Washington DC

Our couple of days in Washington DC were, for me, an unexpected highlight of the trip. We arrived on a Sunday afternoon by bus from New York. Instantly the city struck me as incredibly well organised. The museums are for the most part set out in logical rows, while the monuments and memorials are all grouped together in a way that makes them easily accessible to tourists like us.

The first thing we did was to visit what is perhaps the most famous of the Smithsonian museums – the Air and Space Museum. While these are not specific areas of interest to me, the museum is a must see if you’re in Washington DC.

A model of the first plane flown by the Wright brothers

We spent the remainder of the afternoon wandering down the National Mall, which is a green space stretching a couple of miles from Capitol Hill to the Lincoln Memorial. Along the way you have the World War II memorial, as well as things like a Korean War Memorial and a Vietnam Veterans Memorial. Right in the middle is the impossible-to-miss Washington monument, which soars into the sky. We also found our way to the White House.

The Washington Monument

The reflecting pool at the World War II Memorial

The White House – I don’t think the President was there at the time

We started the following day at Capitol Hill, the highlight of which was the Library of Congress. The baroque interior is reminiscent of buildings I’ve seen in Europe; it’s simply awe-inspiring. Sabrina and I particularly enjoyed a special exhibition on the books that shaped America. We continued with the library theme with the Folger Shakespeare Library, which houses the world’s largest collection of Shakespeare materials. Oh the advantages of traveling with a fellow literary nerd…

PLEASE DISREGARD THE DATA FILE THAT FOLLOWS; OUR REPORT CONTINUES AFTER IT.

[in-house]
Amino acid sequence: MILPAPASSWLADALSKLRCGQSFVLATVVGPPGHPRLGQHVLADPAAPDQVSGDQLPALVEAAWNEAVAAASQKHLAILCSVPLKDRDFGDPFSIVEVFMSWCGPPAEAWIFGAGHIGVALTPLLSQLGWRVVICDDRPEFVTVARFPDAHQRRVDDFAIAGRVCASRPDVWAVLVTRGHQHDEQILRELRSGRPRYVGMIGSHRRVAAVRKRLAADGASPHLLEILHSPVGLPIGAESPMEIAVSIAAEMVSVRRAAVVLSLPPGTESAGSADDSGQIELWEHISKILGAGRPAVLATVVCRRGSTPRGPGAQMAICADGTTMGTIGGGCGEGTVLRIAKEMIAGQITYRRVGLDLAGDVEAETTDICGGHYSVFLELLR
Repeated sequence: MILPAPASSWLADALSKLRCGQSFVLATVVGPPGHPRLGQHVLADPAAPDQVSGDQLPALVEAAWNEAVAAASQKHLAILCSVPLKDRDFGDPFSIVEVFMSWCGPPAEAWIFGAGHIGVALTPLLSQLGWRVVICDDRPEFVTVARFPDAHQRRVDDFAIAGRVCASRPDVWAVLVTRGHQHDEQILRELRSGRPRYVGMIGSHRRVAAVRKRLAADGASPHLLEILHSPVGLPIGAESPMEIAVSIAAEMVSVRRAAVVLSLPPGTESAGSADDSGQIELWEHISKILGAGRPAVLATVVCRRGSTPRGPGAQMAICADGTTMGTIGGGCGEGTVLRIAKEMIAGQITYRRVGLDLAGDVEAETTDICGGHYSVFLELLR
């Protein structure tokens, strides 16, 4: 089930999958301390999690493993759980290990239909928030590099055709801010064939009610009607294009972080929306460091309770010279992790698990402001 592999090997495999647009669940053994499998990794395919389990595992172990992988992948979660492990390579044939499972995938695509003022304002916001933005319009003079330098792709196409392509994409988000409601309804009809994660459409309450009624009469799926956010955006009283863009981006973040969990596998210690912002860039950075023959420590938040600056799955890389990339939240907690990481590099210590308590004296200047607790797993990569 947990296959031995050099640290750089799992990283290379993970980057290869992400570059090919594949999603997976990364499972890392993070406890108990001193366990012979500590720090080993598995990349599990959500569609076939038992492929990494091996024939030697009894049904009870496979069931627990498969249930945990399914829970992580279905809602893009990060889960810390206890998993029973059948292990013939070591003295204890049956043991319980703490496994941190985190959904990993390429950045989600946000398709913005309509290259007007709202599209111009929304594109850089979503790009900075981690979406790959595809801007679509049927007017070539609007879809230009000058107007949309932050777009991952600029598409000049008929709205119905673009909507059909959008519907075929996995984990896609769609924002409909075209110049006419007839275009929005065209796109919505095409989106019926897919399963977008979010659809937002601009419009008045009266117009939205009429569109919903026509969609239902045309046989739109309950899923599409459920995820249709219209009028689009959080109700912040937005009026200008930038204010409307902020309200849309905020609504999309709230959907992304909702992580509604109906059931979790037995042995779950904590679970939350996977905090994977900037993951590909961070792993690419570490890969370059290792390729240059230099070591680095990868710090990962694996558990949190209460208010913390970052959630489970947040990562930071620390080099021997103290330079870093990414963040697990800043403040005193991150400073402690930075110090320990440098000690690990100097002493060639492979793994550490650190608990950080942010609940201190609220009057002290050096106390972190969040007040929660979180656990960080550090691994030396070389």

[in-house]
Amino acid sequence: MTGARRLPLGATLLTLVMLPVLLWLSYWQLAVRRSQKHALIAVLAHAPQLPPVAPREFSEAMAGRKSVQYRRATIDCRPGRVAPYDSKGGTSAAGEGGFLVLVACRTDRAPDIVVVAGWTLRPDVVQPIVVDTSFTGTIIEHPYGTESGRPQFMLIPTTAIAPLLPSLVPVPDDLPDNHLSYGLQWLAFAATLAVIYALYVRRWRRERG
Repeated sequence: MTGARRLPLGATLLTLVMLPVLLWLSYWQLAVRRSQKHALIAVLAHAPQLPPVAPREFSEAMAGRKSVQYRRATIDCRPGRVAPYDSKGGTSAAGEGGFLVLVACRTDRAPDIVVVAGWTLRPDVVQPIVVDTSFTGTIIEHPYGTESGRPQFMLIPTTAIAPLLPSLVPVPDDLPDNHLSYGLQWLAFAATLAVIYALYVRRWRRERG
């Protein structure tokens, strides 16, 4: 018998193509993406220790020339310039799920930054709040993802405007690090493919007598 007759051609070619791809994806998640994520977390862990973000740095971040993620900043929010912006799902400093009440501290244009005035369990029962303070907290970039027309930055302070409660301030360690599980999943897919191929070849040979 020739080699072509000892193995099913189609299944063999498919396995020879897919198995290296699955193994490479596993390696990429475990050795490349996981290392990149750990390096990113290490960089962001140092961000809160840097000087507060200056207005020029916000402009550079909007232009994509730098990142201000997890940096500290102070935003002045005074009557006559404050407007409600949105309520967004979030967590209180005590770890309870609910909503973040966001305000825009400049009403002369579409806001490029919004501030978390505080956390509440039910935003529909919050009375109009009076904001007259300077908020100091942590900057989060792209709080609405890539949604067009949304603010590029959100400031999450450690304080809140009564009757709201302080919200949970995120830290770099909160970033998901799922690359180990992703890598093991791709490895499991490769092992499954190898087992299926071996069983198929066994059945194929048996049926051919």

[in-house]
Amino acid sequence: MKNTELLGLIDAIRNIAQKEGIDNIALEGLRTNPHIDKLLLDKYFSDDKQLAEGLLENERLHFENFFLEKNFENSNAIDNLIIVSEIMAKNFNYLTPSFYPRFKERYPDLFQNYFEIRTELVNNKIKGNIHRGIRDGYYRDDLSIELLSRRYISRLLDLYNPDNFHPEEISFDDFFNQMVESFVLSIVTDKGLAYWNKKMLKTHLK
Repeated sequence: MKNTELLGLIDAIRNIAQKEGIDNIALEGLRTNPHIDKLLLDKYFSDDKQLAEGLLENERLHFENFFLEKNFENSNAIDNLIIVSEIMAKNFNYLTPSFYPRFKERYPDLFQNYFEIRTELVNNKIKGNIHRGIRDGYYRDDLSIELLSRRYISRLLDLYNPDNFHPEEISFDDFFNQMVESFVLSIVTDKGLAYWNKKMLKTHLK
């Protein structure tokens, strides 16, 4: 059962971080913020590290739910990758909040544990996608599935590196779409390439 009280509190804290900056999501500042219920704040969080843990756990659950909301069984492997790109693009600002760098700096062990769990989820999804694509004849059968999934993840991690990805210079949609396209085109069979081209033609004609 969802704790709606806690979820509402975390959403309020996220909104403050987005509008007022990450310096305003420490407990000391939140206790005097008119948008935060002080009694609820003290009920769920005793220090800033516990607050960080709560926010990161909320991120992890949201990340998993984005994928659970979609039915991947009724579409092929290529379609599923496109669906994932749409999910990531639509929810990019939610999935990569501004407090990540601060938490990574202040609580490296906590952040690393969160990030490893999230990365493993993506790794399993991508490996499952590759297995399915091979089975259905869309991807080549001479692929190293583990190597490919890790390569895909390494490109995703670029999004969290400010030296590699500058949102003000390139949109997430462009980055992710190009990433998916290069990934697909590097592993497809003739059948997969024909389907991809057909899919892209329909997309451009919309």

The Capitol

Inside the Library of Congress

The next stop was an important one; the US Holocaust Memorial Museum. Outside of Israel, it was easily the best holocaust museum I’ve seen. Perhaps ‘best’ isn’t quite the right word, but the exhibitions were brilliantly put together and utterly thought-provoking. At the beginning of our visit, we were each given an identity card of a single holocaust victim, whose fate was gradually revealed along the way.

I had been told by a couple of people about the ‘Newseum’ in Washington DC, which I was very keen to check out. It’s a museum all about journalism and the media – obviously it suited me down to the ground. It was fantastic; it documented coverage of major events in history, and there was lots of interactive stuff relating to the new age of media. Plus heaps more. I could have spent a whole day there.

An exhibition at Newseum dedicated to September 11

In fact, I could have spent longer in Washington DC. The Smithsonian Institution itself encompasses 19 museums! I’ll have to go back one day and visit some more of them. But I definitely got a great taste of the United States’ capital city.

The next morning we were headed to Orlando for some non-intellectual theme park fun. Stay tuned.

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